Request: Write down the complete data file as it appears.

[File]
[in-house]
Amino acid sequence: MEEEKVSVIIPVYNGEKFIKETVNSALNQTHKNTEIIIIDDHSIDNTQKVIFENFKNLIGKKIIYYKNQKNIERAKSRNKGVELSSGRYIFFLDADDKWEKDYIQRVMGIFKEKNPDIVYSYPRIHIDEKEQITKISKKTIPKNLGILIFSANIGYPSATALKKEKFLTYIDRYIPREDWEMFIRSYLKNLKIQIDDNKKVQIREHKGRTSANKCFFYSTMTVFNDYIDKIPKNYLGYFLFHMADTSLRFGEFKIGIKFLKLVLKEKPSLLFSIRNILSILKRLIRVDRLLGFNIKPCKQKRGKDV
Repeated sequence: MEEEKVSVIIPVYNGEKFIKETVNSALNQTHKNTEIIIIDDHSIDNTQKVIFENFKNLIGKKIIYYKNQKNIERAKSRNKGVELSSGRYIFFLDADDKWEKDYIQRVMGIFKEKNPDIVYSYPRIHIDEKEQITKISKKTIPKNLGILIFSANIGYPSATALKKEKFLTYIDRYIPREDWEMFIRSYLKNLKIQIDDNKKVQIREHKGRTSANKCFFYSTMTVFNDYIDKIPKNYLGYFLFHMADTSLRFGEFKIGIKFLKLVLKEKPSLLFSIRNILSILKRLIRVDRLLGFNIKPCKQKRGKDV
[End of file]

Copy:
[in-house]
Amino acid sequence: MEEEKVSVIIPVYNGEKFIKETVNSALNQTHKNTEIIIIDDHSIDNTQKVIFENFKNLIGKKIIYYKNQKNIERAKSRNKGVELSSGRYIFFLDADDKWEKDYIQRVMGIFKEKNPDIVYSYPRIHIDEKEQITKISKKTIPKNLGILIFSANIGYPSATALKKEKFLTYIDRYIPREDWEMFIRSYLKNLKIQIDDNKKVQIREHKGRTSANKCFFYSTMTVFNDYIDKIPKNYLGYFLFHMADTSLRFGEFKIGIKFLKLVLKEKPSLLFSIRNILSILKRLIRVDRLLGFNIKPCKQKRGKDV
Repeated sequence: MEEEKVSVIIPVYNGEKFIKETVNSALNQTHKNTEIIIIDDHSIDNTQKVIFENFKNLIGKKIIYYKNQKNIERAKSRNKGVELSSGRYIFFLDADDKWEKDYIQRVMGIFKEKNPDIVYSYPRIHIDEKEQITKISKKTIPKNLGILIFSANIGYPSATALKKEKFLTYIDRYIPREDWEMFIRSYLKNLKIQIDDNKKVQIREHKGRTSANKCFFYSTMTVFNDYIDKIPKNYLGYFLFHMADTSLRFGEFKIGIKFLKLVLKEKPSLLFSIRNILSILKRLIRVDRLLGFNIKPCKQKRGKDV